Die Walküre

Ádám Fischer
Hungarian Radio Symphony Orchestra
16 June 2023
Béla Bartók National Concert Hall Budapest
Recording Type
  live  studio
  live compilation  live and studio
SiegmundStuart Skelton
HundingAlbert Dohmen
WotanAris Argiris
SieglindeSimone Schneider
BrünnhildeIréne Theorin
FrickaAtala Schöck
HelmwigeGertrúd Wittinger
GerhildeZita Váradi
OrtlindeBeatrix Fodor
WaltrauteGabriella Fodor
SiegruneÉva Várhelyi
GrimgerdeErika Gál
SchwertleiteSzilvia Szilágyi
RoßweißeZsófia Kálnay

Simone Schneider and Stuart Skelton shine at Budapest Wagner Days There was a storm of applause even before a single note of music would be heard, greeting Ádám Fischer’s entrance. It was a well-deserved ovation: the “Little Bayreuth”, now in its 17th outing and delivering its 13th Ring, owes its place as Müpa’s crown jewel to Fischer’s masterful leadership. And it was Fischer and the Hungarian Radio Symphony Orchestra who emerged, once again, as the unquestionable stars of the Budapest Wagner Days festival.

A deft magician, Fischer conducts with minute attention to detail, a perfect sense of balance between pit and stage, and an unwavering sense of drama – in over four hours, he never let tension drop or attention wander. Under his baton, the orchestra rendered Wagner’s score not only with sumptuous, luminous sound (the Act 1 cello solos will stay long in the memory), but also a searing, almost punishing intensity, at turns electrifying and heartrending.

The cast was a mixed bag, with the Wälsungs emerging as the strongest element. Simone Schneider and Stuart Skelton delivered not only the best singing, but also touchingly acted and remarkably intimate portrayals of the doomed twins. Skelton proved the most impressive Siegmund I’ve heard at the Wagner Days in recent years, his clarion tenor equally capable of a thrilling force in “Ein Schwert verhieß mir der Vater” and the Todesverkündigung, turning dulcet-toned in his scenes with Sieglinde. His performance was matched by Schneider (also the Sieglinde in the Wiener Staatsoper’s current Ring!), singing with a gripping sense of drama. Her round, gleaming soprano delighted with its remarkable smoothness and unity of tone, sailing through “O hehrstes Wunder!” with enchanting ease.

Similarly laudable were Albrecht Dohmen’s menacing Hunding and Atala Schöck’s scene-stealing Fricka. Schöck played her with an entertaining mix of haughtiness and sardonic condescension, her plummy mezzo lending her character an air of unshakeable self-assurance, turning her scene with Wotan into one of the evening’s most memorable. The all-Hungarian ensemble of Valkyries sang with admirably fiery tone.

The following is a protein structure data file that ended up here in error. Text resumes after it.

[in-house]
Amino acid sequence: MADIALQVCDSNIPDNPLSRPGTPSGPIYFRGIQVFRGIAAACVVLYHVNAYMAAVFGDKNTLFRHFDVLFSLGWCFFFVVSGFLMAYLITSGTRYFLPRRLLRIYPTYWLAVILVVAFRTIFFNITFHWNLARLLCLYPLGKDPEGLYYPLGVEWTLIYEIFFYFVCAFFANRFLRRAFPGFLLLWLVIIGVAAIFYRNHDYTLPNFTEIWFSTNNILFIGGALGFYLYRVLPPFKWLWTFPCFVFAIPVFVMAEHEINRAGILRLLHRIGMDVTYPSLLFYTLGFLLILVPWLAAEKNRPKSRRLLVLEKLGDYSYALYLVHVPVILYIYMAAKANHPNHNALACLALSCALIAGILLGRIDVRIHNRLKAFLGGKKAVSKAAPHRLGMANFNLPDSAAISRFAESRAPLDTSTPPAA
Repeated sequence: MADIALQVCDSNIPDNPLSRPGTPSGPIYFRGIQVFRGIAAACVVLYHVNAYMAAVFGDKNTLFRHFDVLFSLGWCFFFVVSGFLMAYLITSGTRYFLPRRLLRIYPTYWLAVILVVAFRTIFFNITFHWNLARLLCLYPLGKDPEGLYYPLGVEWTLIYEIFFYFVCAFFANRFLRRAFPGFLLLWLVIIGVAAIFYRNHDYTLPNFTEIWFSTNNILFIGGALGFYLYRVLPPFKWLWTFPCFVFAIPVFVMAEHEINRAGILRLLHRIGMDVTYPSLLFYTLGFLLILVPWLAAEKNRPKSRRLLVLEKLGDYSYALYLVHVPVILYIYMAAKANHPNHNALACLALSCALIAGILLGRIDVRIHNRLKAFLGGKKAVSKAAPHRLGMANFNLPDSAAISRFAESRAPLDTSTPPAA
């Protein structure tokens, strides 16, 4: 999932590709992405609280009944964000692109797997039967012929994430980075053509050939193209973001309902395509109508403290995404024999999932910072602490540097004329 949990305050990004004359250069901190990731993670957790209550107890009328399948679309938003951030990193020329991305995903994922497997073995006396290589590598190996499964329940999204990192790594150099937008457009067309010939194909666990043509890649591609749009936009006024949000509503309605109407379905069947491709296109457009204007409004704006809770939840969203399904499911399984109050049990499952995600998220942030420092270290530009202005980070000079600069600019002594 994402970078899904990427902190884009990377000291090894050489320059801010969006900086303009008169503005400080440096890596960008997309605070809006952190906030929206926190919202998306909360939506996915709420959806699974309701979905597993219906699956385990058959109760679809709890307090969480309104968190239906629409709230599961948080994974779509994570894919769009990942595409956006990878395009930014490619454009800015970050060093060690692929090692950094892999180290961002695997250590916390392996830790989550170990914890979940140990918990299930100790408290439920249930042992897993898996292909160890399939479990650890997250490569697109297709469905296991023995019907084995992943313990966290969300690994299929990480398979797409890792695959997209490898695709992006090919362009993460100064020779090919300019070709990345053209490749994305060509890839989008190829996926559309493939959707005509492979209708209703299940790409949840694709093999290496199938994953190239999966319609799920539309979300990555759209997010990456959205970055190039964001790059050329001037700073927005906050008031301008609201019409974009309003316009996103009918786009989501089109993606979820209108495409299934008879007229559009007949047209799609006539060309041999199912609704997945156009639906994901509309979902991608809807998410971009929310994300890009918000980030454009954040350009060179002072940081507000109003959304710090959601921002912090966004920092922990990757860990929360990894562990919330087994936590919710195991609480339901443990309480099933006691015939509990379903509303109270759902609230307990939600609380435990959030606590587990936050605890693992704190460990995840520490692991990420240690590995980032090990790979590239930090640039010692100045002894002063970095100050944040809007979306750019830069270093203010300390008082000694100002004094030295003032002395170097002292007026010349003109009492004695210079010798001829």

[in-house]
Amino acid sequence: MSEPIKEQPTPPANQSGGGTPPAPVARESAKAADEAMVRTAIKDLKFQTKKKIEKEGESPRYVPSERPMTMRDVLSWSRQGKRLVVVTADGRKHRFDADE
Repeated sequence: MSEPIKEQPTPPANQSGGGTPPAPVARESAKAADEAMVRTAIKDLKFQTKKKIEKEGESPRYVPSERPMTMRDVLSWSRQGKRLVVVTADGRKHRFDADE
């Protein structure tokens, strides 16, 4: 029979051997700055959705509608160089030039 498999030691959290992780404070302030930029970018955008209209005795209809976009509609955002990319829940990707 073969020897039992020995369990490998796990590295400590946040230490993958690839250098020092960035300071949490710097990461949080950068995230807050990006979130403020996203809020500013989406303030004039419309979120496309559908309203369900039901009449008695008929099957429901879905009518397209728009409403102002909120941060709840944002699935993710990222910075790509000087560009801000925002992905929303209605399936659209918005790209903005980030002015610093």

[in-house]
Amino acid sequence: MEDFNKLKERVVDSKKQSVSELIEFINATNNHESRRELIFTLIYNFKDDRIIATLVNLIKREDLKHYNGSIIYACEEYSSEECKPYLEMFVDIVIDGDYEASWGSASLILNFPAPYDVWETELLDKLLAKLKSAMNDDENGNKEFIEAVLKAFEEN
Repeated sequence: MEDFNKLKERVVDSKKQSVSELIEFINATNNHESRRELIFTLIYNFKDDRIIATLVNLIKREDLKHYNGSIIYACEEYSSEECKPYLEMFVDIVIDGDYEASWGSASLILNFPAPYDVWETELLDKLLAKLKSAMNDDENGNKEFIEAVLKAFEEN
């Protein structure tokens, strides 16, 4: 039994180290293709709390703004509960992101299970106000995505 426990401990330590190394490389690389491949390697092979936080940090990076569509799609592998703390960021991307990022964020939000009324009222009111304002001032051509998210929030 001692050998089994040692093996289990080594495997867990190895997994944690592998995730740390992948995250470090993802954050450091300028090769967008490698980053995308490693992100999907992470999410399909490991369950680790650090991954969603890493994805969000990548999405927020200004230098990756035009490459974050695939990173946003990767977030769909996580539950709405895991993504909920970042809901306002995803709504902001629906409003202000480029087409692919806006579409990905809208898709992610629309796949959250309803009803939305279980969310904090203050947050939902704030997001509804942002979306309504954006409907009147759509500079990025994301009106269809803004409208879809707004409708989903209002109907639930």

Iréne Theorin, a Wagner Days veteran, acted with an arresting sense of character. Her Brünnhilde was flesh and blood, as charming in her rebelliousness as sympathetic in her later plight, at turns terrified, devastated, resentful and frustrated. But vocally, that same prowess was missing. Though her “Hojotoho!” cries were tossed out with impressive ease and her high notes still came with thrillingly piercing force, her performance showed obvious signs of wear and tear – a loose vibrato, foggy diction and a somewhat underpowered middle register.

On the other side of the family feud, Aris Argiris initially displayed no such issues as Wotan. Though at first appearing somewhat timid (and then rather static), his rich, noble baritone lent itself well to Wotan’s angst-filled Act 2, acquiring an appropriately snarly edge in Act 3. But then came Wotan’s farewell, which was bewilderingly off-pitch, marring what was an otherwise fine, if not particularly memorable performance. After such an electrifying Brünnhilde–Wotan duo from Catherine Foster and Egils Silins last year, this was a particular letdown.

Providing the dramatic framework for the evening, Fischer and Hartmut Schörghofer’s production is a known quantity, involving projections, dancers and a somewhat laissez-faire sense of Personenregie. Having been ‘renovated’ in 2019, the new projections feel more stylistically unified and impactful (the grim view of Hunding’s mountainside realm burning away into a sunrise at the end of Act 1 is a lovely moment), and revival director Etelka Polgár must be credited for the greater sensitively and vividly drawn portrayals. This Walküre is still a jewel for Budapest – it’s just a shame a few of its jewels shone dimly.

Orsolya Gyárfás | 17 Juni 2023

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Media Type/Label
Technical Specifications
320 kbit/s CBR, 48.0 kHz, 522 MByte (MP3)
Broadcast (Bartók Rádió) from the Budapest Wagner Days 2023
A production by Hartmut Schörghofer
This recording is part of a complete Ring cycle.